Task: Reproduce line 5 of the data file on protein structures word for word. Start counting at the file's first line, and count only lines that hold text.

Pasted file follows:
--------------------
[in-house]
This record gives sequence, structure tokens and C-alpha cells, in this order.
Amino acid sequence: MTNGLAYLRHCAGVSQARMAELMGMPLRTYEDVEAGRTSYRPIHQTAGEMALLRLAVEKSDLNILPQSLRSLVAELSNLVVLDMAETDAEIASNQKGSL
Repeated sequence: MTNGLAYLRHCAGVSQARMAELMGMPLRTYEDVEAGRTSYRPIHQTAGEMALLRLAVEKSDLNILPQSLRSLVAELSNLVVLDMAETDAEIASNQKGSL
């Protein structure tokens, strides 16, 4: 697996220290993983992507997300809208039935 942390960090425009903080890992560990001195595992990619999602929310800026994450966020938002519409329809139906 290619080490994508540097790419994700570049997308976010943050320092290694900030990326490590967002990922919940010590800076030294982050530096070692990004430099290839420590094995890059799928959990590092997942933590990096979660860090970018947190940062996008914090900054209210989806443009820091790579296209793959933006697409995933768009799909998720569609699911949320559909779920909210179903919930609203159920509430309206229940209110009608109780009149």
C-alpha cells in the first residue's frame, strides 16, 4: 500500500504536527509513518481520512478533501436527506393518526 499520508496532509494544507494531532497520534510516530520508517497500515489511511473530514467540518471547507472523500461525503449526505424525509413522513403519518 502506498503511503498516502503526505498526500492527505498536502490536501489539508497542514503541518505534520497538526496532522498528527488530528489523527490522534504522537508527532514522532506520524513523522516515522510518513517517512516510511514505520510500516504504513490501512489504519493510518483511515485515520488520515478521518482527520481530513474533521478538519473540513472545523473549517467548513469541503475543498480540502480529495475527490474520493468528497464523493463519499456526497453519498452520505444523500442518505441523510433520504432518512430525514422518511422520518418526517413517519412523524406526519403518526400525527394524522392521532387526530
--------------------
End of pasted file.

């Protein structure tokens, strides 16, 4: 697996220290993983992507997300809208039935 942390960090425009903080890992560990001195595992990619999602929310800026994450966020938002519409329809139906 290619080490994508540097790419994700570049997308976010943050320092290694900030990326490590967002990922919940010590800076030294982050530096070692990004430099290839420590094995890059799928959990590092997942933590990096979660860090970018947190940062996008914090900054209210989806443009820091790579296209793959933006697409995933768009799909998720569609699911949320559909779920909210179903919930609203159920509430309206229940209110009608109780009149």